Ok so I’m really excited to talk about something here. Those of you who know me in real life or are a frequent reader-between-the-lines on this here blog will know that I have a brewing desire to combine ballroom and ballet into…something.
You can, therefore, imagine my excitement when I discovered one of the latest works by choreographer and Dance With the Stars pro Derek Hough and found it marries powerhouse ABT dancer Misty Copeland with a bevy of ballroom men. The resulting product is a tango-y concoction with hints of Paso Doble, salsa, and inventive partnering.
What do I actually think of the piece, from a critical eye? Well for one, I’m thrilled Copeland is wearing pointe shoes. It might seem trivial, but they add a layer of strength and floaty-ness that just isn’t achievable in flat shoes. It also drives home that this is not a ballroom piece. It just isn’t. Not one move Copeland does is recognizable as any Tango syllabus–and I am totally ok with that. It is also not a ballet piece, despite the pointe shoes. The men are talented and sharp, but they are not ballet dancers. I wouldn’t be at all surprised if they have had ballet training in their pasts, but the lack of virtuoso turns and jumps veer the piece away from traditional and contemporary ballet vocabulary.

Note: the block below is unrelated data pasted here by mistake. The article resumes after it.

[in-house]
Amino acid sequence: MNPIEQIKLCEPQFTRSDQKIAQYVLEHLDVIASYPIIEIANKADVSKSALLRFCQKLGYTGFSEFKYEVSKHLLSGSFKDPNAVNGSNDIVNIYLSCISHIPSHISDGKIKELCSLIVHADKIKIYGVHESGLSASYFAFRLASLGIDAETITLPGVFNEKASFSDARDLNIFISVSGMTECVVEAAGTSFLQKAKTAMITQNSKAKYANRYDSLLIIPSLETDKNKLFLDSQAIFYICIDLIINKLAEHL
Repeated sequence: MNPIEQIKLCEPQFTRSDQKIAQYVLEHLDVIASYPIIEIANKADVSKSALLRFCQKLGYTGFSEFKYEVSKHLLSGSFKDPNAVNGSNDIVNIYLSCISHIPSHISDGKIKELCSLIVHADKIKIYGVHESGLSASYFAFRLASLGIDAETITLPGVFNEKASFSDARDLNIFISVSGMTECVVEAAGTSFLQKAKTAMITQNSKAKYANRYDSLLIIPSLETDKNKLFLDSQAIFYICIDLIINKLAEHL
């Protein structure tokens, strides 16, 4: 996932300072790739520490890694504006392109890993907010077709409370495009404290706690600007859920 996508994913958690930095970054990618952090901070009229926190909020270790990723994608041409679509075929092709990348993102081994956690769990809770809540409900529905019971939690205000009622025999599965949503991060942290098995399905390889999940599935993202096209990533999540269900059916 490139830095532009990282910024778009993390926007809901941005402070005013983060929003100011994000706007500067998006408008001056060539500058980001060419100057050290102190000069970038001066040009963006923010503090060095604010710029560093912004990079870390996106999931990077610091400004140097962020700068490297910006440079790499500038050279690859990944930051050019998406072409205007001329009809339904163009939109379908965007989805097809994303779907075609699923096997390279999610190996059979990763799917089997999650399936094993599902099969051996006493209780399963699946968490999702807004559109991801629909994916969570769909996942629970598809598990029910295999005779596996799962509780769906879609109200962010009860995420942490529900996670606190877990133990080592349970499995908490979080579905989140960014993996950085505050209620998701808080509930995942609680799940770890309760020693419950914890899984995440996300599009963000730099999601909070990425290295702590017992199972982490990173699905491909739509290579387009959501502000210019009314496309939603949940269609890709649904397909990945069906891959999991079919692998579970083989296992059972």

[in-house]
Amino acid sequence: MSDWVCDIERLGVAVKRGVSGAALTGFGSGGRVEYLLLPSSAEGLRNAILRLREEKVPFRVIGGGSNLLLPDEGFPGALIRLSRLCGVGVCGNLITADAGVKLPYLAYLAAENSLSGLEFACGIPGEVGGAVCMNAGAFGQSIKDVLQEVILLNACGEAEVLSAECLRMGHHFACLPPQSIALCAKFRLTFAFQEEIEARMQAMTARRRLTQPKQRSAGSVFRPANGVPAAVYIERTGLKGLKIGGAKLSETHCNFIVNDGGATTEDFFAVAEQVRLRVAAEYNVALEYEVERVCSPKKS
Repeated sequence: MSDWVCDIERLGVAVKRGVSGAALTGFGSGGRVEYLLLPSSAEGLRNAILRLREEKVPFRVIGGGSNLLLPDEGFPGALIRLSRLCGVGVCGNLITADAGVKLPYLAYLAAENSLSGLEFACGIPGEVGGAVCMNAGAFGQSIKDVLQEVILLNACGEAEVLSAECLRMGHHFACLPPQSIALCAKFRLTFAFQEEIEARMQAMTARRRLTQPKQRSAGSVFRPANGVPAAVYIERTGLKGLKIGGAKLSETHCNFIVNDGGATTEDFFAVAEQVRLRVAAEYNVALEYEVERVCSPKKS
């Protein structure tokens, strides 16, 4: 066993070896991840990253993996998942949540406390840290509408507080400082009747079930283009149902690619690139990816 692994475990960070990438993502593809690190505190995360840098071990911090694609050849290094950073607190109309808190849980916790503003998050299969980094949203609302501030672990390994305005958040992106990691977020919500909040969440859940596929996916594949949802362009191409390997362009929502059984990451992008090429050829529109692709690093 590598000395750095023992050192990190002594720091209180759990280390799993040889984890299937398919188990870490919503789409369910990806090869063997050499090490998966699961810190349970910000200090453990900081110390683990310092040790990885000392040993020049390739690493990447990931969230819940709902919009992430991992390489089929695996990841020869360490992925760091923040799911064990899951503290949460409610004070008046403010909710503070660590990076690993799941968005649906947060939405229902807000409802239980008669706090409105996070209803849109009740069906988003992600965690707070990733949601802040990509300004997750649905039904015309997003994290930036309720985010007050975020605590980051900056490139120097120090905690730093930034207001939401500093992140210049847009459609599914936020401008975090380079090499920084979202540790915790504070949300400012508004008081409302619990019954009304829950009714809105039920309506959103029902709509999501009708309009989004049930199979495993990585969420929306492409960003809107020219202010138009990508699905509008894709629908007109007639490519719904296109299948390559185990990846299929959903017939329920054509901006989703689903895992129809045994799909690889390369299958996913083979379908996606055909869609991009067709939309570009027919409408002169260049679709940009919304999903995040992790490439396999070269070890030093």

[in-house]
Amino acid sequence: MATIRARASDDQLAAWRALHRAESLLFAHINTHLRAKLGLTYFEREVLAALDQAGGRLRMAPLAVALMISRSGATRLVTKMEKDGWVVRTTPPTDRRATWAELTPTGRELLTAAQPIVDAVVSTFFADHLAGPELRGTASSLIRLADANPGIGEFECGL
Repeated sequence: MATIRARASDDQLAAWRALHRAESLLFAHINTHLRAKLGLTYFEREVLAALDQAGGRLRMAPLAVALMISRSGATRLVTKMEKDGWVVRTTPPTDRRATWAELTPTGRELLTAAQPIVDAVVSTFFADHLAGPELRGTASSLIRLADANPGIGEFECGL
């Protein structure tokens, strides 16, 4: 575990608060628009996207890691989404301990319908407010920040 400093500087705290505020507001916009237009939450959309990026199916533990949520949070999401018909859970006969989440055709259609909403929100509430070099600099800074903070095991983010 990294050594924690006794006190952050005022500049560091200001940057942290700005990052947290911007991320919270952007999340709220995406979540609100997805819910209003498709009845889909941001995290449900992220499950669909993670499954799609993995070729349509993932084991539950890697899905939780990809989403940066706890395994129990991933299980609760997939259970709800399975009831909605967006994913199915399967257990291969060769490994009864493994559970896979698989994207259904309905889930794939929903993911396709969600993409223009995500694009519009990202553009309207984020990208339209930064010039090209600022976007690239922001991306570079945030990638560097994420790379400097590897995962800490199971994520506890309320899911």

The beginning of the piece, where Copeland is passed from man to man, makes me go eeeeeeeeee. Yep, like that whining in your ear. Perhaps because so often I see pieces with multiple women and one man, I very much enjoy the flip side of the gender balance. It’s sexy, it’s fun, and it presents new opportunities for partnering that you just don’t get in either strict pas de duex or ballroom coupling.
The one thing that bugs me about the piece is the same thing that bugs me about a lot of showcase ballroom and swing–the long string of lifts at the end. Don’t get me wrong, they are masterfully executed and impressive, but I am just a wee bit tired of seeing lovely, strong ladies turned into juggling clubs. I expect it must be tempting as a choreographer, when presented with dancers as strong and capable as these here, to try ALL the lifts–but I still maintain that they need to be necessary, somehow, to the piece and to the story. But that’s just my bias.
Conclusion? I’m thrilled to see ballet and ballroom coming together in a small way, especially from such decorated dancers and choreographer. I would love to be a part of this combination of genres. Hopefully some day I will be.